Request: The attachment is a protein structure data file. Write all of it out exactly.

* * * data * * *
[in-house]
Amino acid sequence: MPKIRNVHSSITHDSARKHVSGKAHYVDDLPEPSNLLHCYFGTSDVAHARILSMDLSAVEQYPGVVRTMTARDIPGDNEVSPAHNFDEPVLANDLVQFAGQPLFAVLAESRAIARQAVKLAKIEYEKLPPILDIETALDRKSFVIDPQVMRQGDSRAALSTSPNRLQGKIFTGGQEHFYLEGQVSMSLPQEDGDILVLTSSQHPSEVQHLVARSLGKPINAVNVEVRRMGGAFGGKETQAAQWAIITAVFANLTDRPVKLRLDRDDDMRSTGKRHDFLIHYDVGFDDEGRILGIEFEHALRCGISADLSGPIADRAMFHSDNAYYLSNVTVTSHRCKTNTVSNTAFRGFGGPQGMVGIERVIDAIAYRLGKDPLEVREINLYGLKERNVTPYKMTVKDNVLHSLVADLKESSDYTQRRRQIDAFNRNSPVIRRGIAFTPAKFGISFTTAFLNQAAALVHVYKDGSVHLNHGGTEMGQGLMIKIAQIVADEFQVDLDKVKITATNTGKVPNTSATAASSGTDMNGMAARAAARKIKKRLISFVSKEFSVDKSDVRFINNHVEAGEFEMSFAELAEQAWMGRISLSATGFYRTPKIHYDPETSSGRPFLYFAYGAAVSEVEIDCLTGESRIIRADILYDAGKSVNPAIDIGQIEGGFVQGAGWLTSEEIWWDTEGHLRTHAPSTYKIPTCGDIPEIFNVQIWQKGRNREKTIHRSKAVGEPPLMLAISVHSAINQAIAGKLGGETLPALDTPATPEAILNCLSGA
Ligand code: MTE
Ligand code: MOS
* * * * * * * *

[in-house]
Amino acid sequence: MPKIRNVHSSITHDSARKHVSGKAHYVDDLPEPSNLLHCYFGTSDVAHARILSMDLSAVEQYPGVVRTMTARDIPGDNEVSPAHNFDEPVLANDLVQFAGQPLFAVLAESRAIARQAVKLAKIEYEKLPPILDIETALDRKSFVIDPQVMRQGDSRAALSTSPNRLQGKIFTGGQEHFYLEGQVSMSLPQEDGDILVLTSSQHPSEVQHLVARSLGKPINAVNVEVRRMGGAFGGKETQAAQWAIITAVFANLTDRPVKLRLDRDDDMRSTGKRHDFLIHYDVGFDDEGRILGIEFEHALRCGISADLSGPIADRAMFHSDNAYYLSNVTVTSHRCKTNTVSNTAFRGFGGPQGMVGIERVIDAIAYRLGKDPLEVREINLYGLKERNVTPYKMTVKDNVLHSLVADLKESSDYTQRRRQIDAFNRNSPVIRRGIAFTPAKFGISFTTAFLNQAAALVHVYKDGSVHLNHGGTEMGQGLMIKIAQIVADEFQVDLDKVKITATNTGKVPNTSATAASSGTDMNGMAARAAARKIKKRLISFVSKEFSVDKSDVRFINNHVEAGEFEMSFAELAEQAWMGRISLSATGFYRTPKIHYDPETSSGRPFLYFAYGAAVSEVEIDCLTGESRIIRADILYDAGKSVNPAIDIGQIEGGFVQGAGWLTSEEIWWDTEGHLRTHAPSTYKIPTCGDIPEIFNVQIWQKGRNREKTIHRSKAVGEPPLMLAISVHSAINQAIAGKLGGETLPALDTPATPEAILNCLSGA
Ligand code: MTE
Ligand code: MOS